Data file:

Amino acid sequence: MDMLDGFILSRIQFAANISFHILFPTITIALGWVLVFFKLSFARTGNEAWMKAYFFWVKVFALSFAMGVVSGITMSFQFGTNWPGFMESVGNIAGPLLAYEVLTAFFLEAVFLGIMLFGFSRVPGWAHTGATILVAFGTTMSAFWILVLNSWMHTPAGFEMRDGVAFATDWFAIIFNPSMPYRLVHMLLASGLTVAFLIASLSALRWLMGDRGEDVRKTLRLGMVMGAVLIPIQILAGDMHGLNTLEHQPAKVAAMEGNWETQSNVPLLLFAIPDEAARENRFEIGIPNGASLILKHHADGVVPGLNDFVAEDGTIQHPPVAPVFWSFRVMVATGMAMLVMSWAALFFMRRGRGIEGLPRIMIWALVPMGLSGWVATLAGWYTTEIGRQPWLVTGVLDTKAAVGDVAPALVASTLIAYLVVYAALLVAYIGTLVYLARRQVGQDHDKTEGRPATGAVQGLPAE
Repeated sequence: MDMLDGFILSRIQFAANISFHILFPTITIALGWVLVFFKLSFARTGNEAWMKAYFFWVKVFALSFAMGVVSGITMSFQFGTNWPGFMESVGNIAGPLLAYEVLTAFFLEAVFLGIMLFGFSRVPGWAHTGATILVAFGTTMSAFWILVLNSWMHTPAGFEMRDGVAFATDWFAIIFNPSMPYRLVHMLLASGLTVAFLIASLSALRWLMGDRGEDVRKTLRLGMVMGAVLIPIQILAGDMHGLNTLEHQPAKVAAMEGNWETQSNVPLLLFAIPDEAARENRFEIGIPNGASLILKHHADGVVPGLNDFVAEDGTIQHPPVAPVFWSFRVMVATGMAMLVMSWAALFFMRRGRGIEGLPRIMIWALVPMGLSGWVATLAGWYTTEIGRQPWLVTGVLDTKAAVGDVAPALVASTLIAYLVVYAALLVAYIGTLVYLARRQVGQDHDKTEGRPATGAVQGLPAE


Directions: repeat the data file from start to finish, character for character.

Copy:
Amino acid sequence: MDMLDGFILSRIQFAANISFHILFPTITIALGWVLVFFKLSFARTGNEAWMKAYFFWVKVFALSFAMGVVSGITMSFQFGTNWPGFMESVGNIAGPLLAYEVLTAFFLEAVFLGIMLFGFSRVPGWAHTGATILVAFGTTMSAFWILVLNSWMHTPAGFEMRDGVAFATDWFAIIFNPSMPYRLVHMLLASGLTVAFLIASLSALRWLMGDRGEDVRKTLRLGMVMGAVLIPIQILAGDMHGLNTLEHQPAKVAAMEGNWETQSNVPLLLFAIPDEAARENRFEIGIPNGASLILKHHADGVVPGLNDFVAEDGTIQHPPVAPVFWSFRVMVATGMAMLVMSWAALFFMRRGRGIEGLPRIMIWALVPMGLSGWVATLAGWYTTEIGRQPWLVTGVLDTKAAVGDVAPALVASTLIAYLVVYAALLVAYIGTLVYLARRQVGQDHDKTEGRPATGAVQGLPAE
Repeated sequence: MDMLDGFILSRIQFAANISFHILFPTITIALGWVLVFFKLSFARTGNEAWMKAYFFWVKVFALSFAMGVVSGITMSFQFGTNWPGFMESVGNIAGPLLAYEVLTAFFLEAVFLGIMLFGFSRVPGWAHTGATILVAFGTTMSAFWILVLNSWMHTPAGFEMRDGVAFATDWFAIIFNPSMPYRLVHMLLASGLTVAFLIASLSALRWLMGDRGEDVRKTLRLGMVMGAVLIPIQILAGDMHGLNTLEHQPAKVAAMEGNWETQSNVPLLLFAIPDEAARENRFEIGIPNGASLILKHHADGVVPGLNDFVAEDGTIQHPPVAPVFWSFRVMVATGMAMLVMSWAALFFMRRGRGIEGLPRIMIWALVPMGLSGWVATLAGWYTTEIGRQPWLVTGVLDTKAAVGDVAPALVASTLIAYLVVYAALLVAYIGTLVYLARRQVGQDHDKTEGRPATGAVQGLPAE